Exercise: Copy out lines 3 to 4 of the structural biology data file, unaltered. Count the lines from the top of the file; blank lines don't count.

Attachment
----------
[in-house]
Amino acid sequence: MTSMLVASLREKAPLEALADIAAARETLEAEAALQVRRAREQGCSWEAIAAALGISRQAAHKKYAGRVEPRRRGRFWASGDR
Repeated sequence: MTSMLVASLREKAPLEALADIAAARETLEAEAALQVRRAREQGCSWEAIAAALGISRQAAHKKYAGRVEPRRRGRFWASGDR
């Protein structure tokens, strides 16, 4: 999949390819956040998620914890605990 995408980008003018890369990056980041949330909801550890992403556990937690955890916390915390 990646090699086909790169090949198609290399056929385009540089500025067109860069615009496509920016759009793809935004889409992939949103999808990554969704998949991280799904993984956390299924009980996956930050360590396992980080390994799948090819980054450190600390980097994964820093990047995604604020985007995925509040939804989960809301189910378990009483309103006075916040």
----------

Repeated sequence: MTSMLVASLREKAPLEALADIAAARETLEAEAALQVRRAREQGCSWEAIAAALGISRQAAHKKYAGRVEPRRRGRFWASGDR
């Protein structure tokens, strides 16, 4: 999949390819956040998620914890605990 995408980008003018890369990056980041949330909801550890992403556990937690955890916390915390 990646090699086909790169090949198609290399056929385009540089500025067109860069615009496509920016759009793809935004889409992939949103999808990554969704998949991280799904993984956390299924009980996956930050360590396992980080390994799948090819980054450190600390980097994964820093990047995604604020985007995925509040939804989960809301189910378990009483309103006075916040």